We had to go up to Boston for a couple of days, so our friend Roberto B. offered to write another review for us. His choice was Chicken Karahi from the Hyderabad cart. Take it away Roberto:
On my third visit to Hyderabad Goat Kacchi Biryani, I managed to resist ordering the eponymous goat, and tried the Karahi Chicken which is pictured so compellingly on the cart front.
Although, the dish I got did not look as gorgeous as the photograph of a steaming balti pot of chicken chunks and one perfectly shaped green pepper floating in a deep red sauce, it definitely met my flavor expectations.
Right away, I could taste that the spices were nicely charred before they were blended with the tomato base, one of the marks of competence in the region’s cuisine. I just wish the ginger had been more pronounced, as implied by its star billing in the menu description.
The meat was moist and falling-apart tender, a mix of breast and leg meat that delivered the whole chicken experience but with nary a bone.
I should have specifically asked for the garlic pickle, which comes with some of their other dishes. It’s not homemade or anything – they spoon it out of the plastic tub right in front of you, but no other desi cart I’ve visited has included this perception alerting substance disguised as a condiment. (NYSF Note: We had it at the Famous Dal Wagon.)
Garlic pickle is an intensely concentrated salt, sour, salty, fermenty, garlic bomb, for those who can handle it. It jolts the palate open, but unlike capsicum heat, leaves you intact for savoring the rest of the plate. I bet I would have tasted the ginger if I’d started with the garlic pickle.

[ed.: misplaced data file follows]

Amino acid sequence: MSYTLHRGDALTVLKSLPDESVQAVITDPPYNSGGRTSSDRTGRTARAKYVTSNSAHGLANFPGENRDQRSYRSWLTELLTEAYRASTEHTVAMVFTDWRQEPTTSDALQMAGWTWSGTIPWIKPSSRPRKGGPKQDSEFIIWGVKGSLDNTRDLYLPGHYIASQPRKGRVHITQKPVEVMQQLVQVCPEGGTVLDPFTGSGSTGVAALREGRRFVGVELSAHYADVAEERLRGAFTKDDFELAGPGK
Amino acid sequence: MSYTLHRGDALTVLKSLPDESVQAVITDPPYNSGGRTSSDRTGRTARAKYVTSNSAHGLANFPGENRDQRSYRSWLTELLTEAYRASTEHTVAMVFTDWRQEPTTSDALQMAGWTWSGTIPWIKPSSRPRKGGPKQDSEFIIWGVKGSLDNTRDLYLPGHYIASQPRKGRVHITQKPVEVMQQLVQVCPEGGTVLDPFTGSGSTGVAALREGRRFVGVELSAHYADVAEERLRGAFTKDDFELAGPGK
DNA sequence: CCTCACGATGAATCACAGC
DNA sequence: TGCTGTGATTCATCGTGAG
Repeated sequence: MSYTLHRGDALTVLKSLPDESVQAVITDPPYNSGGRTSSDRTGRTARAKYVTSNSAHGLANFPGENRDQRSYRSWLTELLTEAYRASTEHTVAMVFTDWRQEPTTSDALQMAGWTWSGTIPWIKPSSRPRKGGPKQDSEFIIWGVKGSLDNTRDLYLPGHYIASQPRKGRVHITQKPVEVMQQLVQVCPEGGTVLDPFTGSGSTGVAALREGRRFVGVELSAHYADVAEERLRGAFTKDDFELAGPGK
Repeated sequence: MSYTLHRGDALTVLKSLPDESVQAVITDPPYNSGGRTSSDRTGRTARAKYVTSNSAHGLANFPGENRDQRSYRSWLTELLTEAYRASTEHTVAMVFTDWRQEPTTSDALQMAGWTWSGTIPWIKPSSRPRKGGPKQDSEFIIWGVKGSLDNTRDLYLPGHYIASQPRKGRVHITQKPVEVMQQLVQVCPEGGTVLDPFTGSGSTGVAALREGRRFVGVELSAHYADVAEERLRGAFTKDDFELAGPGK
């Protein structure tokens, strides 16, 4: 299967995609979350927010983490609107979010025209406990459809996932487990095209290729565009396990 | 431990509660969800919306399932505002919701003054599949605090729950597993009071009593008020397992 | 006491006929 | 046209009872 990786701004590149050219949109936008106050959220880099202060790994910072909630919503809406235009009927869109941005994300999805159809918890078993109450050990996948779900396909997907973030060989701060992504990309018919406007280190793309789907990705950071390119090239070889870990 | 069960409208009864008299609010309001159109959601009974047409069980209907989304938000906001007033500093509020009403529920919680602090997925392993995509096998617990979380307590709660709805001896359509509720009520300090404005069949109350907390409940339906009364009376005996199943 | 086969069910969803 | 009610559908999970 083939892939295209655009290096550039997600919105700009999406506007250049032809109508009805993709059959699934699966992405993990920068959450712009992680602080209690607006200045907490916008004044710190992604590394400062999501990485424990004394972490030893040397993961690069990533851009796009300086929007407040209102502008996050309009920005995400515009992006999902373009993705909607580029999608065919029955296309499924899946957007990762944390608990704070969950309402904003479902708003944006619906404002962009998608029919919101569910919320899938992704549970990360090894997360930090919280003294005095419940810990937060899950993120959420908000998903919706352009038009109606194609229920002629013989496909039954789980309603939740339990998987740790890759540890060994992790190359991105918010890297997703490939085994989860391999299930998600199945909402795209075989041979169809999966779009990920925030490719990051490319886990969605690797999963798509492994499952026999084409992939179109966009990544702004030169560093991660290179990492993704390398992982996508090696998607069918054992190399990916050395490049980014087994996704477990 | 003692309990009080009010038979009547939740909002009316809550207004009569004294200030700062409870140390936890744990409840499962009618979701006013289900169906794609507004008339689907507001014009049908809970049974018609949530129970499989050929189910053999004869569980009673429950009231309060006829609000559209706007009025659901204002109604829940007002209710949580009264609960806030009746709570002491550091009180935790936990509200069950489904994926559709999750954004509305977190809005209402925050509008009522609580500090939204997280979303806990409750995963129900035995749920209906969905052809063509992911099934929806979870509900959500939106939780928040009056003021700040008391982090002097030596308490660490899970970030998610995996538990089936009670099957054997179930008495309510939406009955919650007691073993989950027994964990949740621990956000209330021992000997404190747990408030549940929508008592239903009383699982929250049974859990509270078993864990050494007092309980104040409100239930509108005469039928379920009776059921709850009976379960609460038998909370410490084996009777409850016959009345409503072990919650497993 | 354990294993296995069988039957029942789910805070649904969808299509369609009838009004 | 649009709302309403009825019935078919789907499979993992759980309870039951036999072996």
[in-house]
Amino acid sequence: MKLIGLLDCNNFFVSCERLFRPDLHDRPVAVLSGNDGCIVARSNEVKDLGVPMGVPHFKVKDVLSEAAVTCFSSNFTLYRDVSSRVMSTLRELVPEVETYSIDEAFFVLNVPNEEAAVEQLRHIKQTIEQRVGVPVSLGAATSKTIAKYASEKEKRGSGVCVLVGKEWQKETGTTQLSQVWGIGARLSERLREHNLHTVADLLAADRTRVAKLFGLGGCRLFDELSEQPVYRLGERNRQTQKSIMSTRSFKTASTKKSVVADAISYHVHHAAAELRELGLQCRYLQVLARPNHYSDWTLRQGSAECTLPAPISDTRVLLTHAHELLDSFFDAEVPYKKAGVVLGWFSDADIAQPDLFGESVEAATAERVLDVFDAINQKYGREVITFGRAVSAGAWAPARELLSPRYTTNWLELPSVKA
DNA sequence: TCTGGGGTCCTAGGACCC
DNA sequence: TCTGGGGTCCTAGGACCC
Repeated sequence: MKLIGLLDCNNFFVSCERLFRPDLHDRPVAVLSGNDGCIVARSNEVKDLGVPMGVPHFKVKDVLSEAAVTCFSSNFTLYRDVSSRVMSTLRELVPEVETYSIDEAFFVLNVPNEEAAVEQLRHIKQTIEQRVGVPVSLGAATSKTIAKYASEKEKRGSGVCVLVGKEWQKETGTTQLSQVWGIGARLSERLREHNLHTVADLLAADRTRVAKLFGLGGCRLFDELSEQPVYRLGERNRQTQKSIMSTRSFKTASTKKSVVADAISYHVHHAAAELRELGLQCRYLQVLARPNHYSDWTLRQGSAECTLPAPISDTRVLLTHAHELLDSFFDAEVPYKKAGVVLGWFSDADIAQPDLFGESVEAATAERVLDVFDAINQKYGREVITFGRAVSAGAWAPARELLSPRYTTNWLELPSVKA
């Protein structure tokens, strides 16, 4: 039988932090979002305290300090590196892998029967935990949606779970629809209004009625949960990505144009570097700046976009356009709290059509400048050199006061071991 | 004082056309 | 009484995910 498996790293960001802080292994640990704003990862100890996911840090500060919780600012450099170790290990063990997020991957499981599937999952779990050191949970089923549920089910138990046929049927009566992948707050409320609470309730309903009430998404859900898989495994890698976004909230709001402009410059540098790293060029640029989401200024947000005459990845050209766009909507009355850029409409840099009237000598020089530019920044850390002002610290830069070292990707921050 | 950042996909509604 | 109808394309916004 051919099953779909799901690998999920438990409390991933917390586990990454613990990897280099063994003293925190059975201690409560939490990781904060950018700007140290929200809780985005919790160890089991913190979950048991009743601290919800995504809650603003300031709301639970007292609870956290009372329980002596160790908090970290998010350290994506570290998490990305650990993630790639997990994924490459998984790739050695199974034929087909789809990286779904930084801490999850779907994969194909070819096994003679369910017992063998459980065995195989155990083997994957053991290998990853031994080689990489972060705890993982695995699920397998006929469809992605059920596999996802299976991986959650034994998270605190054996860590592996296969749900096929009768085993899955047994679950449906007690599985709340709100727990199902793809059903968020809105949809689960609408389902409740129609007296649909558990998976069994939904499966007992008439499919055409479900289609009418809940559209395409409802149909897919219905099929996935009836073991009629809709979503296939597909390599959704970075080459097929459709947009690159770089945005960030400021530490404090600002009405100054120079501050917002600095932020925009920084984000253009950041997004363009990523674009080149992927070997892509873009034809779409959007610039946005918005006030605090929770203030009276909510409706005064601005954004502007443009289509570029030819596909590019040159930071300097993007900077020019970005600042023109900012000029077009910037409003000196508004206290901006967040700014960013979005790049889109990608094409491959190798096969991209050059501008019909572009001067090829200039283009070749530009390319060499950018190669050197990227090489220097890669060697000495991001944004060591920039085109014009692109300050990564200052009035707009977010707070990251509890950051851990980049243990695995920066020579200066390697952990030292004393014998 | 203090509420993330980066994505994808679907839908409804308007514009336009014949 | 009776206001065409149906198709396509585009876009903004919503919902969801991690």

For the sake of being thorough – there existed some of that shredded iceberg lettuce and carrot mix so many of the carts pawn off as salad. Eating it is optional and neither adds nor detracts from your dining experience. Maybe it is good for some people’s conscience or something.
The rice in this cart’s dishes was as wonderfully saffrony as ever but I swear I got a different, whiter rice, than comes with the goat. In any case, it was an adequately nutty basmati that companioned well with the chicken.
The last time I got the Goat Kaachi Biryani the rice had the unmistakable nose of rose-honey which I wasn’t sure whether it was intentional or had osmosed its way over from the dessert of the day – gulab jamun – but I liked a lot.
There’s a lot to be said for consistency in a food vendor but I like that Hyderabad keeps the passion alive by mixing it up, while maintaining their standards of quality.
You never know what dessert they might have conjured up on a particular day or if they’ll be serving Goat on a Wednesday despite the sign that says “goat on Tuesdays and Friday’s”…or pouring mango lassi.
Thanks Roberto. We appreciate your observations and enthusiasm.